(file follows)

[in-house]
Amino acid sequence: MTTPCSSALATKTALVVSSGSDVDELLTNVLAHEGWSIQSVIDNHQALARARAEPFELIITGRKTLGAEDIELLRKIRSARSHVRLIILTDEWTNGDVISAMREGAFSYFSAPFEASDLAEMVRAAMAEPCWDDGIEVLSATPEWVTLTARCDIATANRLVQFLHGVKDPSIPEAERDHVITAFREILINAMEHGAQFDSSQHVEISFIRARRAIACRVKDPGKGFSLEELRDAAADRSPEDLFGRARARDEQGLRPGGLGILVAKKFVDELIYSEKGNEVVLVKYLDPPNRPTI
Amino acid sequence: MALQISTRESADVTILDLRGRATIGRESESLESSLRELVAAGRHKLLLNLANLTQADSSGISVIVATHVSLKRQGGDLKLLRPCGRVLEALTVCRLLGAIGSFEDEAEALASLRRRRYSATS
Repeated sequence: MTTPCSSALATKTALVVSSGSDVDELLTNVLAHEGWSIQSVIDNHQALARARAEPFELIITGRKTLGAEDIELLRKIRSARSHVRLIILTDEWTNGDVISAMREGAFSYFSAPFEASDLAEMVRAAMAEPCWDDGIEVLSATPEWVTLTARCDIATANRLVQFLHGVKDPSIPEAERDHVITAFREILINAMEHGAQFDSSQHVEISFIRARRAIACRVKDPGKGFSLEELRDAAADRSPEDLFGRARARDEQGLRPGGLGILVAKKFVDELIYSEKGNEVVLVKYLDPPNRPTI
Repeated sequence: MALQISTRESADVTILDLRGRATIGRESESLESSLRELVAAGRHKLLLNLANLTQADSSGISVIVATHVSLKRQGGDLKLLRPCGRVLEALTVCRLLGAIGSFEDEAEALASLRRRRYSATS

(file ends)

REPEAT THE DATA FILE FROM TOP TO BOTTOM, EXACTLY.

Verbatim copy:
[in-house]
Amino acid sequence: MTTPCSSALATKTALVVSSGSDVDELLTNVLAHEGWSIQSVIDNHQALARARAEPFELIITGRKTLGAEDIELLRKIRSARSHVRLIILTDEWTNGDVISAMREGAFSYFSAPFEASDLAEMVRAAMAEPCWDDGIEVLSATPEWVTLTARCDIATANRLVQFLHGVKDPSIPEAERDHVITAFREILINAMEHGAQFDSSQHVEISFIRARRAIACRVKDPGKGFSLEELRDAAADRSPEDLFGRARARDEQGLRPGGLGILVAKKFVDELIYSEKGNEVVLVKYLDPPNRPTI
Amino acid sequence: MALQISTRESADVTILDLRGRATIGRESESLESSLRELVAAGRHKLLLNLANLTQADSSGISVIVATHVSLKRQGGDLKLLRPCGRVLEALTVCRLLGAIGSFEDEAEALASLRRRRYSATS
Repeated sequence: MTTPCSSALATKTALVVSSGSDVDELLTNVLAHEGWSIQSVIDNHQALARARAEPFELIITGRKTLGAEDIELLRKIRSARSHVRLIILTDEWTNGDVISAMREGAFSYFSAPFEASDLAEMVRAAMAEPCWDDGIEVLSATPEWVTLTARCDIATANRLVQFLHGVKDPSIPEAERDHVITAFREILINAMEHGAQFDSSQHVEISFIRARRAIACRVKDPGKGFSLEELRDAAADRSPEDLFGRARARDEQGLRPGGLGILVAKKFVDELIYSEKGNEVVLVKYLDPPNRPTI
Repeated sequence: MALQISTRESADVTILDLRGRATIGRESESLESSLRELVAAGRHKLLLNLANLTQADSSGISVIVATHVSLKRQGGDLKLLRPCGRVLEALTVCRLLGAIGSFEDEAEALASLRRRRYSATS